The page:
The Open: ‘Most dedicated golfer since Hogan’ emerges from the doldrums
AFTER finishing eighth in the Masters and fourth in the US Open, the odds on Padraig Harrington winning a third Open title in six years have tumbled. In most of the betting markets he is rated fifth favourite behind Tiger Woods, Luke Donald, Rory McIlroy and Lee Westwood. It would be the Dubliner’s fourth major in all if he does it at Royal Lytham on Sunday – but the first since he decided last summer to end his long relationship with coach Bob Torrance.
Both talked during their 15 years together of being like father and son and the Scot – the actual father of former Ryder Cup captain Sam – admitted to disappointment, even some hurt.
Harrington, after all, had once told Torrance that he would still want him there in a wheelchair if it ever came to that and described him as a genius. But, despite wishing the split had not come like it did, you will not find the 80-year-old hoping his ex-pupil, now coached by Pete Cowen, comes a cropper.
“I know everybody told Padraig he was off his head to split up with me,” said Torrance. “But he’s just determined to prove everybody else wrong. That’s all he wants to do and I’ll be delighted if he gets back to where he was. I always still look for his name and his score. Not before my own players, but I always look.
“Padraig’s a very nice chap. He’s very determined, very dedicated – more than anybody I’ve known in the game with the exception of (Ben) Hogan.
“He wanted to shorten his swing and was convinced it would be easier to maintain. He’s playing well right now. Whether it’ll last I don’t know.”
Harrington originally went to Torrance because he had seen and admired his work with Paul McGinley’s swing.
There was much to be done, Torrance decided, but the Irishman’s willingness to put in the hours speeded up the process. “We used to put him up in our house – it became known as ‘Padraig’s Room’ – and I remember one time during the winter we were out in snow and sleet. He’d say ‘I’ll just do another ten balls, Bob, and that will do’. Well, I stopped counting because he kept going and going.
“He eventually said ‘you’ll not see many guys practising in this’ and I said ‘Aye – and you’ll not see many coaches either!’ ”
The major breakthrough came, of course, at Carnoustie in 2007 when Harrington beat Sergio Garcia in a play-off.
“He said that he wanted to win for me there because he knew Hogan was my hero.”
It was on the Scottish links that the American won the Claret Jug in 1953.
The following July at Birkdale, Harrington became the first European to make a successful defence since James Braid in 1906 and a month after that he pushed Garcia into second place again to become Europe’s first USPGA champion since 1930.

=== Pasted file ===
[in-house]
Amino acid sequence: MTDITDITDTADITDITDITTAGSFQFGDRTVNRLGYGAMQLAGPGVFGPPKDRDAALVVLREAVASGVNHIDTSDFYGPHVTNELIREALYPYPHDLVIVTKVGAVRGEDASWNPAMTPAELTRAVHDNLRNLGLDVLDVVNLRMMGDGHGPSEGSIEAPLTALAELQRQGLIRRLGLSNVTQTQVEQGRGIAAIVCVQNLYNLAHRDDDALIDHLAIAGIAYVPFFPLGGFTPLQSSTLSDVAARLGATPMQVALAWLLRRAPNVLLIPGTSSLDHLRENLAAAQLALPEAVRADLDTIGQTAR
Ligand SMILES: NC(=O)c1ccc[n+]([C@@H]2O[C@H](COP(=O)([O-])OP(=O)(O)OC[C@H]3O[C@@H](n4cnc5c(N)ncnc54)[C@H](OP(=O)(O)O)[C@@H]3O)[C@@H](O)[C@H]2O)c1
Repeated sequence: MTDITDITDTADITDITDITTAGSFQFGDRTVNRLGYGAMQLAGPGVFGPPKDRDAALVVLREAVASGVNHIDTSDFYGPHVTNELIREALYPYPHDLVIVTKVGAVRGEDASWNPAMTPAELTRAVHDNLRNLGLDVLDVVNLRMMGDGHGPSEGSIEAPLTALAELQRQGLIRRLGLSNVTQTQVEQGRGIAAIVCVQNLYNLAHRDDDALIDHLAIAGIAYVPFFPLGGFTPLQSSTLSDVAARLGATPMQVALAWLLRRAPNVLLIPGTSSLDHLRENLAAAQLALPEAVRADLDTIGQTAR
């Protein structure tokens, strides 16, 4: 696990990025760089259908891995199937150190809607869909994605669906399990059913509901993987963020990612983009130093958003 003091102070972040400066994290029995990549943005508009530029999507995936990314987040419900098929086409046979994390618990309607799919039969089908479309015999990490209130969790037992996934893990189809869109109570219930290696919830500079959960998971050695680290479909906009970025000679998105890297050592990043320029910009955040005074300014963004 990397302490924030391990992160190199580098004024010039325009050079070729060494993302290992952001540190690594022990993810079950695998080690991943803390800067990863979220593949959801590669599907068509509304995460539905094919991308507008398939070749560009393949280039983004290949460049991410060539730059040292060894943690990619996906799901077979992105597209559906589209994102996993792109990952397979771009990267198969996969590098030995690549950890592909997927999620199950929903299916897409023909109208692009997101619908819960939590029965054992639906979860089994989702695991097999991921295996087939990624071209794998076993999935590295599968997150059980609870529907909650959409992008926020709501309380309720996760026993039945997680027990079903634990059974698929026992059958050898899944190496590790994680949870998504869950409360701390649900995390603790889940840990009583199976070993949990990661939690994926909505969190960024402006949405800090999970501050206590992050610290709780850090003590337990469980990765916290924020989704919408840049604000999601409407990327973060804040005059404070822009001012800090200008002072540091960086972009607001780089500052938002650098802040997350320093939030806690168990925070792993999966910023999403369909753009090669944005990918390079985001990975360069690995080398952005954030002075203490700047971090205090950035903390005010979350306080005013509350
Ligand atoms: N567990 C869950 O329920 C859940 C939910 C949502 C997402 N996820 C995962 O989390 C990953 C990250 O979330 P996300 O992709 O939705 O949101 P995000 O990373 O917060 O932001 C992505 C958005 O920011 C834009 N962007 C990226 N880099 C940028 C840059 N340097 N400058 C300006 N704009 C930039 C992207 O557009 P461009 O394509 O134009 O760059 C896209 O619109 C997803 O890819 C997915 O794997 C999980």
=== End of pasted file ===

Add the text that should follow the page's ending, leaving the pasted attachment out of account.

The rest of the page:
As Harrington slowly emerges from the doldrums and looks like a contender again – according to him his putter must take most of the credit.
“I’ve been putting better, that’s essentially it,” he said. “I’m playing better but the putting really does help. I would have said I played well over the last couple of years too, at times, but I certainly didn’t putt very well.”
Harrington said he previously tended to overhit the ball on the greens. “I’m particularly trying to improve my ability to hole 15-footers and I’ve done a lot of practice on them,” he explained. “I used to have a 15-foot putting stroke for a four-foot putt and I didn’t realise that.”
Harrington said he was relieved to discover the problem on the greens was physical rather than mental.
“I had no idea that (overhitting) is what I was doing but that’s what it turned out and it’s helped me a lot,” he added.
Harrington, the first player from Ireland to win the Open in 60 years, has also been experimenting by taking a spirit level on to the putting surfaces at Lytham. “I’ve been picking a number of pin positions on each green and took a spirit level out and measured the straight putts,” he said. “I was actually more practising my reading of the greens than expecting that I can pick out where the pins are exactly going to be. But if I get one or two pin positions right as well it will be worthwhile.”
Harrington was the last player to triumph in back-to-back majors and since he captured the 2008 U.S. PGA crown there have been 14 different winners of the big four tournaments. “Even though everybody thinks that’s unusual, what is unusual is that Tiger Woods won 14 majors during his period of domination,” said the 40-year-old Irishman. “That is probably not going to happen again. There are just too many good players out there now, it’s hard for one player to be able to win as prolifically as Tiger did.”
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Wednesday 22 May 2013
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